Learning & Behavior

, Volume 38, Issue 3, pp 206–219

Social learning in new Caledonian crows


    • Department of PsychologyUniversity of Auckland
  • Gavin R. Hunt
    • Department of PsychologyUniversity of Auckland
  • Russell D. Gray
    • Department of PsychologyUniversity of Auckland

DOI: 10.3758/LB.38.3.206

Cite this article as:
Holzhaider, J.C., Hunt, G.R. & Gray, R.D. Learning & Behavior (2010) 38: 206. doi:10.3758/LB.38.3.206


New Caledonian (NC) crows are the most sophisticated tool manufacturers other than humans. The diversification and geographical distribution of their three Pandanus tool designs that differ in complexity, as well as the lack of ecological correlates, suggest that cumulative technological change has taken place. To investigate the possibility that high-fidelity social transmission mediated this putative ratchet-like process, we studied the ontogeny of Pandanus tool manufacture and social organization in free-living NC crows. We found that juvenile crows took more than 1 year to reach adult proficiency in their Pandanus tool skills. Although trial-and-error learning is clearly important, juveniles have ample opportunity to learn about Pandanus tool manufacture by both observing their parents and interacting with artifactual material. The crows’ social system seems likely to promote the faithful social transmission of local tool designs by both favoring the vertical transmission of tool information and minimizing horizontal transmission. We suggest that NC crows develop their Pandanus tool skills in a highly scaffolded learning environment that facilitates the cumulative technological evolution of tool designs.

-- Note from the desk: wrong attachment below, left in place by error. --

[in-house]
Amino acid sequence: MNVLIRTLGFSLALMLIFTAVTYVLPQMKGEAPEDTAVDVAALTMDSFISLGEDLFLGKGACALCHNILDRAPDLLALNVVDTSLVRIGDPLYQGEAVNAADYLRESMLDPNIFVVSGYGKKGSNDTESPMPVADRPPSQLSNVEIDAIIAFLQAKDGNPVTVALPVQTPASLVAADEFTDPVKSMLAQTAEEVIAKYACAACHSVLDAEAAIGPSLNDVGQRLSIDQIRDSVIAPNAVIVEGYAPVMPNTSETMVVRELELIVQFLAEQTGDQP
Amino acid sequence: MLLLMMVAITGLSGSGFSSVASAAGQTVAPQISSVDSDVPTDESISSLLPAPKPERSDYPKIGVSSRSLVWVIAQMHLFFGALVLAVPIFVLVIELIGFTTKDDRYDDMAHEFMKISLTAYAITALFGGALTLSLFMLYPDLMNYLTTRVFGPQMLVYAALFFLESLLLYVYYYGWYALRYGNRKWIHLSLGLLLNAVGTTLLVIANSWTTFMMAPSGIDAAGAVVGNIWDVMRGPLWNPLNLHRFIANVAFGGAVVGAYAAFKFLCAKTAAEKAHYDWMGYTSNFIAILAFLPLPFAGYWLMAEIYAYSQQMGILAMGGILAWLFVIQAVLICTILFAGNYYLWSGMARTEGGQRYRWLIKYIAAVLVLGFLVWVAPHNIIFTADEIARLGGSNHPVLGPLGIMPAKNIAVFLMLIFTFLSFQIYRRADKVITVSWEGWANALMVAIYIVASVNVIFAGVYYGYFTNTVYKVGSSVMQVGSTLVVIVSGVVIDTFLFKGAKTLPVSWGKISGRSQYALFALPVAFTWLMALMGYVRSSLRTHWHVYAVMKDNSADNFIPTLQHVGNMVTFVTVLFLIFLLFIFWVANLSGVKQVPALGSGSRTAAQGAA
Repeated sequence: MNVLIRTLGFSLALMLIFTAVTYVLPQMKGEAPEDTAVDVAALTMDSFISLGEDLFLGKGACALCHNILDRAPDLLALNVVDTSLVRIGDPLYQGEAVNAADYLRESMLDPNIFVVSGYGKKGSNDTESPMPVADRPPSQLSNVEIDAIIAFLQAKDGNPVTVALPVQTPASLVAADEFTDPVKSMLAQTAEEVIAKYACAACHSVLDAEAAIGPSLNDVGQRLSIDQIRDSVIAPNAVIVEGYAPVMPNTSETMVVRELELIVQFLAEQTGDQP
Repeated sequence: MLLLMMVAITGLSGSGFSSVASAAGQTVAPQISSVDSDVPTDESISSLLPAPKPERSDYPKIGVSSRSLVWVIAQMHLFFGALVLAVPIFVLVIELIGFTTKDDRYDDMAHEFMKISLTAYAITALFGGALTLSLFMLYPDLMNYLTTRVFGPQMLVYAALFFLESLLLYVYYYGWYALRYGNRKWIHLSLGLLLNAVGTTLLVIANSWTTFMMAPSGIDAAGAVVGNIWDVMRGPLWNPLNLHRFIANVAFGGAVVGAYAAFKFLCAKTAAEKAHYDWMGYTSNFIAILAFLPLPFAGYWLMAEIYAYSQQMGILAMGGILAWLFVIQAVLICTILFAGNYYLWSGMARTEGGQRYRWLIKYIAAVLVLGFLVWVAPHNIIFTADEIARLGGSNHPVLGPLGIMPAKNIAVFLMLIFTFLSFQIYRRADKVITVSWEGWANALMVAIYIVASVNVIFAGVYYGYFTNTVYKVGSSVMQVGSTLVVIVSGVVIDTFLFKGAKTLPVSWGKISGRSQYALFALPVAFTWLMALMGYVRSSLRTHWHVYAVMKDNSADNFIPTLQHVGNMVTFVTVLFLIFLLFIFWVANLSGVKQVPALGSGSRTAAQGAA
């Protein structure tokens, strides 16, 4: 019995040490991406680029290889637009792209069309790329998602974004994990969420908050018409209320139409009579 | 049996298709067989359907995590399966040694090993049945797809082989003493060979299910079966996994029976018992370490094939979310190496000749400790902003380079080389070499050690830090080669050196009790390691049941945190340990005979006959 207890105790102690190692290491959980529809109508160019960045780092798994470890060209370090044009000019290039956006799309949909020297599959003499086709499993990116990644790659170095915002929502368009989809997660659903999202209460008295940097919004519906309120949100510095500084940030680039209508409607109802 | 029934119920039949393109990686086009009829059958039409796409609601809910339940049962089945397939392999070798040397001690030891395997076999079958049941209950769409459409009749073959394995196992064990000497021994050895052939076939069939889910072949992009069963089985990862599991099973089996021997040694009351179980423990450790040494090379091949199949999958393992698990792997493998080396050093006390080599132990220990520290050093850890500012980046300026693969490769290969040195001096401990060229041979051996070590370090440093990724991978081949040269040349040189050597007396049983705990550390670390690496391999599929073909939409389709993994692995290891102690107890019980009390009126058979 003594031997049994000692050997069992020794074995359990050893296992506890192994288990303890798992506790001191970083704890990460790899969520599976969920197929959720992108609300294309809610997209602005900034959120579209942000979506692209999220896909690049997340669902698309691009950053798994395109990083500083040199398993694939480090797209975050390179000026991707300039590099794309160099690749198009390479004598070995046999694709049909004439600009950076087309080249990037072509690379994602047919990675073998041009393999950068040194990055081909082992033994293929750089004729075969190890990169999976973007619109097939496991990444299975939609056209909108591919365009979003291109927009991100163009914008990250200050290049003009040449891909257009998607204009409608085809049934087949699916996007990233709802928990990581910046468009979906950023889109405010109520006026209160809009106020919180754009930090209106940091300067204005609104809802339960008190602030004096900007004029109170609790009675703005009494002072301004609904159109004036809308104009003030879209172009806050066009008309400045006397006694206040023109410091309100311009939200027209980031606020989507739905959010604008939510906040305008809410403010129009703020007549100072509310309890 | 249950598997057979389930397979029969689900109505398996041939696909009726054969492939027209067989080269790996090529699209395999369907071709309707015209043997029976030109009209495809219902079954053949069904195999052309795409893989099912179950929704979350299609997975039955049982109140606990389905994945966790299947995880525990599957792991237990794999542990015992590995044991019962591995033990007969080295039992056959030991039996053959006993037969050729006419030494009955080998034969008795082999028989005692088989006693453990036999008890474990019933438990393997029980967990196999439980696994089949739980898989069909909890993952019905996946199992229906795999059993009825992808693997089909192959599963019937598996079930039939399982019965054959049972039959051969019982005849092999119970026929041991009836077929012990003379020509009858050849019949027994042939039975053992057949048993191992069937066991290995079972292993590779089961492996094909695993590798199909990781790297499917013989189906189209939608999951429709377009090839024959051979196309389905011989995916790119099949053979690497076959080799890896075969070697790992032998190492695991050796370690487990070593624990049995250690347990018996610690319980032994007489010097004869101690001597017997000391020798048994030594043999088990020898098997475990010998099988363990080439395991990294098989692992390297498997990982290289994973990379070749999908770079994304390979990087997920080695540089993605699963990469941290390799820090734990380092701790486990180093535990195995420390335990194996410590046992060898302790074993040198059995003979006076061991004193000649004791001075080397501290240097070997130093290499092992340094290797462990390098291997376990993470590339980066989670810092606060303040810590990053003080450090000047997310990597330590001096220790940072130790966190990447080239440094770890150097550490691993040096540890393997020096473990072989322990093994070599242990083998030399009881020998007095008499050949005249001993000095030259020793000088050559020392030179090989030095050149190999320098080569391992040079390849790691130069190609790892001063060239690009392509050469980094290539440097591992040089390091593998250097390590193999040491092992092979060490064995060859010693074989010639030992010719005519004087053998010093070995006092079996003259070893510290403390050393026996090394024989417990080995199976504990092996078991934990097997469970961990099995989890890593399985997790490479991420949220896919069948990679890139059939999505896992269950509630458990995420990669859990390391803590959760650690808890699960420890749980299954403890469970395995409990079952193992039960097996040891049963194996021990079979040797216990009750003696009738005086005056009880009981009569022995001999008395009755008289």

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© Psychonomic Society, Inc. 2010